Rome Travel Guide

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Tuesday, June 12, 2018

A villa you can't see, and a great view you can


A couple of weeks ago, while living in the district "della Vittoria" (just to the north of its more famous neighbor, Prati), we decided to have a look at Villa Miani, which sits on the south shoulder of Monte Mario.  We had read about it in the newspaper: the first building on the site appeared sometime before 1835, and over time the buildings, adapted and restructured, functioned as a sanitorium and as a university for the Episcopal Church.  It belonged to a Venetian nobleman for the 50 years before 1981. Claudia Cardinale once lived there.  Today it hosts weddings and large social events--dinner for 600.  We were eager to see it.

No, you can't go up there.  
The road up to Villa Miani, via Trionfale, ascends the hill from near the southern end of Piazzale Clodio.  We took both the road and a stairway that shortens the route but is ill-maintained, bushes and tall grass erupting from both sides.  It was probably last cleared and swept 5 years ago.  Having reached the side road to Villa Miani, a guard made it clear that not only was the road closed to the public except for special events, but that views of the Villa from higher ground in back also were not possible.



We moved on, seeking a view of the Villa from higher ground in back (no matter what the guard said), via the road above, via Alberto Cadlolo.  The guard was right.  The Villa was visually inaccessible.  We wondered why the newspaper had made so much out of a complex that can't be seen, let alone visited, unless you're attending a big wedding (as apparently most of our Italian friends have).

Along that same road, however, we were able to catch a view of the back of the massive Cavalieri Hilton Hotel, which, unlike Villa Miani, can also be viewed from the front, albeit from a long way away.

The Rome Hilton.  Maybe the same architect as Corviale.  

Balconies of the wealthy.  


As the street ambles southward, via Cadlolo becomes via Fedro, lined by properties and apartments of the wealthy.  We noticed that the residents do little to tidy up outside their complexes and gates.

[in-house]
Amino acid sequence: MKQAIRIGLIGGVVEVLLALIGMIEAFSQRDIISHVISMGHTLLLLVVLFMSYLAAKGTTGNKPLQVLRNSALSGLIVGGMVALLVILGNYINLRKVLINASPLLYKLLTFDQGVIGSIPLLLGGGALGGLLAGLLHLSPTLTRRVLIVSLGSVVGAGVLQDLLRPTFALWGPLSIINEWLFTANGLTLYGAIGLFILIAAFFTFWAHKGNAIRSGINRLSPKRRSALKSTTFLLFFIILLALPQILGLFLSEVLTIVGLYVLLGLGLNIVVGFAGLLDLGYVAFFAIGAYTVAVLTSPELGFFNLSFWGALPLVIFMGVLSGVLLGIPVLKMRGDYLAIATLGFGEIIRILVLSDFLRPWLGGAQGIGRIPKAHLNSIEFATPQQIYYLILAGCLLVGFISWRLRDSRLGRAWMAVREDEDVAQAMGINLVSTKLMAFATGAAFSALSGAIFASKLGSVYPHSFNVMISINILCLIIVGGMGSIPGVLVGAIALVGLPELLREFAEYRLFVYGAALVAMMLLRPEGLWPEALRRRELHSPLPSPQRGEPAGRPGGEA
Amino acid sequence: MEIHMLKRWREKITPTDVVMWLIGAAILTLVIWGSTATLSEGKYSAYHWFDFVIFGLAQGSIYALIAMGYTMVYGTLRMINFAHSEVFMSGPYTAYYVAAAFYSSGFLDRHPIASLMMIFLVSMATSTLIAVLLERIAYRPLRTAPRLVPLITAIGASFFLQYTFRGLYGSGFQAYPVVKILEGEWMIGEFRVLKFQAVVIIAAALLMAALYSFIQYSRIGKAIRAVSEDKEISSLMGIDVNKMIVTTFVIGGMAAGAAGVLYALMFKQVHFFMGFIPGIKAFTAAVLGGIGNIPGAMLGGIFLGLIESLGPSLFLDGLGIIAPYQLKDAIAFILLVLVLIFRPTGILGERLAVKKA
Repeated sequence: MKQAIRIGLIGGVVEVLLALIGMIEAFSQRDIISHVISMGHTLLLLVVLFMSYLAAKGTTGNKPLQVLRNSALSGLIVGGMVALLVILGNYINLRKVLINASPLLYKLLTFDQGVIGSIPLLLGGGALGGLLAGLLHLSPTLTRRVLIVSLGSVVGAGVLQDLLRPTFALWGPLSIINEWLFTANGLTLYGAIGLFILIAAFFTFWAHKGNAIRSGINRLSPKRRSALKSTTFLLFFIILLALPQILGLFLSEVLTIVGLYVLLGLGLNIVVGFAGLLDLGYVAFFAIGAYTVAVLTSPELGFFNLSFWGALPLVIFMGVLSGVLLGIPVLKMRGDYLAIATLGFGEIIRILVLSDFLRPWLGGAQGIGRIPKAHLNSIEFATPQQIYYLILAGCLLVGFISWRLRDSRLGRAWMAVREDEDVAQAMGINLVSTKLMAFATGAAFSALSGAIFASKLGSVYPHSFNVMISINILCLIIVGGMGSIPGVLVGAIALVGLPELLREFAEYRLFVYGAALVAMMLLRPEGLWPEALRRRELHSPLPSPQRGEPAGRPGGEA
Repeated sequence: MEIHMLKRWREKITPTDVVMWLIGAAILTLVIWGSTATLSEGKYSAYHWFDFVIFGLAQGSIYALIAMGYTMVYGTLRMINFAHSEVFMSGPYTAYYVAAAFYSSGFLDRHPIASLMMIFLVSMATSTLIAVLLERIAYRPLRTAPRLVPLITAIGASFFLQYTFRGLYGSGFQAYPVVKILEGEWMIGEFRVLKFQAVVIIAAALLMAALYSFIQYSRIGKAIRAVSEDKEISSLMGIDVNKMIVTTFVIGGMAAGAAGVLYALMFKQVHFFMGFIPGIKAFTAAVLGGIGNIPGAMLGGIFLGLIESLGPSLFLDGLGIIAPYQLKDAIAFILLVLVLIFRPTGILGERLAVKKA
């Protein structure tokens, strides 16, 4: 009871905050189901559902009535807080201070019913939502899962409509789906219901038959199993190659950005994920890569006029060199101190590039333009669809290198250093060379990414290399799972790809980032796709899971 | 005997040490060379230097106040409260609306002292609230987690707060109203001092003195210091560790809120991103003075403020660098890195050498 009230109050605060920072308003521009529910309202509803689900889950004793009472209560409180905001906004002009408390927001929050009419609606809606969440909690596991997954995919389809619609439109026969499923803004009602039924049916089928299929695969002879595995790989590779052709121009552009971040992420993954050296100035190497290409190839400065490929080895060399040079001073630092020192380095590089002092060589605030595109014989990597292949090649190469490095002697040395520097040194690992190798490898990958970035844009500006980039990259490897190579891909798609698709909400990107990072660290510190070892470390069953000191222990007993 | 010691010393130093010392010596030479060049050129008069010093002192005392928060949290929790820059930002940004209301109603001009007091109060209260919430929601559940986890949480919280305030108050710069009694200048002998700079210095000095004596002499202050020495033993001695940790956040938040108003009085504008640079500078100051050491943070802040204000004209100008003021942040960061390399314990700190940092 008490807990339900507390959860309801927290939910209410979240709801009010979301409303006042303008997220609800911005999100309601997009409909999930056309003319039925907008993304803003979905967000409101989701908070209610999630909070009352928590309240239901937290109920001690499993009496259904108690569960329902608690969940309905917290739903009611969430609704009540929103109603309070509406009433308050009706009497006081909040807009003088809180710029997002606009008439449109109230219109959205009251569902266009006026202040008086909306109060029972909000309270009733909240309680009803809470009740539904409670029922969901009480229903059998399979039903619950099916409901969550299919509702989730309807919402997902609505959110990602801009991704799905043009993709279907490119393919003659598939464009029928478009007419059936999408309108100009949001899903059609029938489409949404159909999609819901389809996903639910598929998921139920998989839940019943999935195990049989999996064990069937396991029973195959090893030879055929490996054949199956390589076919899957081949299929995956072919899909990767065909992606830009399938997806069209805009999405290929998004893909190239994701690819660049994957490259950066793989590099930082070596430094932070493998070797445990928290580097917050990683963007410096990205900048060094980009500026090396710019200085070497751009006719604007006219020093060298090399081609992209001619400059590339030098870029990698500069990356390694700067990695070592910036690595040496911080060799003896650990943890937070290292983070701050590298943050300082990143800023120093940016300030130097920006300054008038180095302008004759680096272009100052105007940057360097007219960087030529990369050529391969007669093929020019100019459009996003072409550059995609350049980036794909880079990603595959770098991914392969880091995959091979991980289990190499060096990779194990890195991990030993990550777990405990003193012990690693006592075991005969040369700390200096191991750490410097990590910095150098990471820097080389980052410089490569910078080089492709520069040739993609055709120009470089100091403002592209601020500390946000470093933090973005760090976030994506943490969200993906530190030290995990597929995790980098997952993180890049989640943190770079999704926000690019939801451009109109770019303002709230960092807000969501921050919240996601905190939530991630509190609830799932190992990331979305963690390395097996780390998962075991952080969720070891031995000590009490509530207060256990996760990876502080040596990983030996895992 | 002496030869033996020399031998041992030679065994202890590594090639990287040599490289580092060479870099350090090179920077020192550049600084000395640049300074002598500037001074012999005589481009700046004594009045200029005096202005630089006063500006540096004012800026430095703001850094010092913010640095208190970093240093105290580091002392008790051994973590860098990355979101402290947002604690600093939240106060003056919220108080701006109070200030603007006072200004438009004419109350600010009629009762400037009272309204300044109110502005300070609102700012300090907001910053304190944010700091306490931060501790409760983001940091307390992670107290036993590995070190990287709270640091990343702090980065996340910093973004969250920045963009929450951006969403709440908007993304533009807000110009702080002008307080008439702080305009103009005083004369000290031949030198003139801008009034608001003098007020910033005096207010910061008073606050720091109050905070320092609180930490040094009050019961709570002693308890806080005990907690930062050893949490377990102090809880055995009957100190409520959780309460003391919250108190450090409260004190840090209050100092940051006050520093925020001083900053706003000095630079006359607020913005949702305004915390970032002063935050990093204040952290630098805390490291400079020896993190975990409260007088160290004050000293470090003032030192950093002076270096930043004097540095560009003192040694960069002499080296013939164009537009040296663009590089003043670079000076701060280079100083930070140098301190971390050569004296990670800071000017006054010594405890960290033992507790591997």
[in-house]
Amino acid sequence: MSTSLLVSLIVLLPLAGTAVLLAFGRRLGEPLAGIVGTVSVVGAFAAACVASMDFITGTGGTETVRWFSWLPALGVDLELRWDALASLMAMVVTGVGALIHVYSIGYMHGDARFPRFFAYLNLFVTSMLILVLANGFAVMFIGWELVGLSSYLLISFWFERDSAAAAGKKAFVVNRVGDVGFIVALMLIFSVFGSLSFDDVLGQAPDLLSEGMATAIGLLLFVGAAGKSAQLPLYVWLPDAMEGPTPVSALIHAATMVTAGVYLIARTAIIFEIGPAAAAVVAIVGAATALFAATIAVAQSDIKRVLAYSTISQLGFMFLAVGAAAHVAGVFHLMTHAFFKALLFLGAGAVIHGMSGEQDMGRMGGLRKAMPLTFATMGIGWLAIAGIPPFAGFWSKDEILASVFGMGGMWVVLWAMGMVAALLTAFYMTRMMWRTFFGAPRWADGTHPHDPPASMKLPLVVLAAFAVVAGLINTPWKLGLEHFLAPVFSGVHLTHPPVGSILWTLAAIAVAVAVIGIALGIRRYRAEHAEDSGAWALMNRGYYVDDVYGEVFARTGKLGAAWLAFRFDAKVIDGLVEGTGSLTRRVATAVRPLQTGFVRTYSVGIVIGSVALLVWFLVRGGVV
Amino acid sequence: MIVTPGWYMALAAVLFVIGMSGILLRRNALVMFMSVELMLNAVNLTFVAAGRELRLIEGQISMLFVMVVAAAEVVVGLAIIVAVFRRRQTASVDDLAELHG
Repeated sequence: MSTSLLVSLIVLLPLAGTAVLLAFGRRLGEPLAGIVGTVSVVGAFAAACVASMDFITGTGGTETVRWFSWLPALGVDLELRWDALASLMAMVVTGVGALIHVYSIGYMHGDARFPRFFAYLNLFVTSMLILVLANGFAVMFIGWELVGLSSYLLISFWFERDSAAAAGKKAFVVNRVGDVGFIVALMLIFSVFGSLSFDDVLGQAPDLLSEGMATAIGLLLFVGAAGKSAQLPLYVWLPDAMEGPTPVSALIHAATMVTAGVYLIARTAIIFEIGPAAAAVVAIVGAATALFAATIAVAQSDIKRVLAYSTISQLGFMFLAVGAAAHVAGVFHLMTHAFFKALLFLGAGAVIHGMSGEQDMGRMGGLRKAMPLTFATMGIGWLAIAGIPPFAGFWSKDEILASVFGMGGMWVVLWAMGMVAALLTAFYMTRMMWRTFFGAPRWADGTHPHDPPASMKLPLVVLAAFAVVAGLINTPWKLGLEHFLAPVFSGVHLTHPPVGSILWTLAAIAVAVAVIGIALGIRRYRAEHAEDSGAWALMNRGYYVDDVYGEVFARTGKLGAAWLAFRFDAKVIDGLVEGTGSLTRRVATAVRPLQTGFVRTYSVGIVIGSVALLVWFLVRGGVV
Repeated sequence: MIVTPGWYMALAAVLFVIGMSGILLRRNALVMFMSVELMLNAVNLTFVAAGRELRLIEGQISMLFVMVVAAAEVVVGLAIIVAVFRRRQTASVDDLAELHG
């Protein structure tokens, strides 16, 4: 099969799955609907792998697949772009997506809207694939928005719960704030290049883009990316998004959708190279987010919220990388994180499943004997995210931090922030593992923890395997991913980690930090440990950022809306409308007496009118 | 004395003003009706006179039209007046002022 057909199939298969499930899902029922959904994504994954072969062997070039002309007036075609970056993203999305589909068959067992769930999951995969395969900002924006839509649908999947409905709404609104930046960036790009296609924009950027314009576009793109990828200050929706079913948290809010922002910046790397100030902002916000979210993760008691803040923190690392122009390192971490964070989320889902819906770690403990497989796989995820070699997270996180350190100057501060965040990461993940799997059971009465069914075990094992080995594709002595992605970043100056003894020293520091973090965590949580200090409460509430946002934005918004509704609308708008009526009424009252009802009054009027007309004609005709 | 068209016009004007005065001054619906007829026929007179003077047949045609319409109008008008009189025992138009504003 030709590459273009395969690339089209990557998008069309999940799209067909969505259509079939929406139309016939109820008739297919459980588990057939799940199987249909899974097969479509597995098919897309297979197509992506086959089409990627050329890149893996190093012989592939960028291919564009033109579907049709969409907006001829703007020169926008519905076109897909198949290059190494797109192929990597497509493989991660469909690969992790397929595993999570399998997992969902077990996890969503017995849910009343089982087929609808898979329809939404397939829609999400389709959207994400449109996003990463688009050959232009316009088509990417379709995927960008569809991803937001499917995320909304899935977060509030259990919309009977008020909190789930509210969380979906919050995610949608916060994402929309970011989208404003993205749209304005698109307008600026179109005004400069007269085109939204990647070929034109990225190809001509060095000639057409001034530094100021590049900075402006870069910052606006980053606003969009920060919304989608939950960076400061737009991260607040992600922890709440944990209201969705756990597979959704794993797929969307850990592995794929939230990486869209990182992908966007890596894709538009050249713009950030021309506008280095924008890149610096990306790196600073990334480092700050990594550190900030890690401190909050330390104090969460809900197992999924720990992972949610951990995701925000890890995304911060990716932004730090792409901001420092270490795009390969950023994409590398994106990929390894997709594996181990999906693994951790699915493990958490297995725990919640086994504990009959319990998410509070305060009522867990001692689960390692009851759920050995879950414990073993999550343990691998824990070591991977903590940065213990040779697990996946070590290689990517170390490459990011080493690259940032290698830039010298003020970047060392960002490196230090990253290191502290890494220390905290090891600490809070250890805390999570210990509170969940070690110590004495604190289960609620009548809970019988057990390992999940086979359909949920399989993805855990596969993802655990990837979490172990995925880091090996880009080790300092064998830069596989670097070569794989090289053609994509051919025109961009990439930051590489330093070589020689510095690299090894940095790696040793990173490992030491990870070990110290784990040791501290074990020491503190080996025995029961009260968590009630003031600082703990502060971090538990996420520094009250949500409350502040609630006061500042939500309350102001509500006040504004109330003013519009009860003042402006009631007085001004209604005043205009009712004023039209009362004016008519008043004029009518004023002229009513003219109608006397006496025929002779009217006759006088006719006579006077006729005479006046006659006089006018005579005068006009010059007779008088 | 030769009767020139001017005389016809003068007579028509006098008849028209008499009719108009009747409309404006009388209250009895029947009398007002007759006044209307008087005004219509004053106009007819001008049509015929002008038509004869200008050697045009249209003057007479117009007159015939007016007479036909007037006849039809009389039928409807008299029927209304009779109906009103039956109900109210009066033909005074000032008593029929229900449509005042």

The road then turns east and into Piazzale Socrate.  We had never been there, and it's certainly not much to look at, we thought, having been victimized by Rome's fabled tree-trimmers.  Indeed, it could be Rome's ugliest piazzale.

Rome's ugliest piazza.  
But we were in for a treat.

Just beyond the piazza to the east, the hill turns steeply downward.  A fence--designed to keep

The site seems to attract guys.
onlookers from falling off the hill--had thankfully been breached in several spots, allowing us to proceed onto a small promontory.

With an extraordinary view, of St. Peter's and more.
Dianne, at Piazzale Socrate
Incredibly, this view was featured just a few days later (May 1) in Il Messaggero, our newspaper of choice this year (cheaper than La Repubblica, but still a hefty E1.40). According to the paper, which had surveyed social media posts by Romans and tourists, Piazzale Socrate was the most-favored place for "scatti" (snapshots), selfies, and "likes," ahead of such notable sites as the Pincio and the Gianicolo.  We don't quite believe that Piazzale Socrate is more popular than the Spanish Steps or the Trevi fountain for selfies and other pics--it's too out of the way for that--but the view is undeniably spectacular, and, some might think, the best in Rome.  Just don't fall off.

Bill

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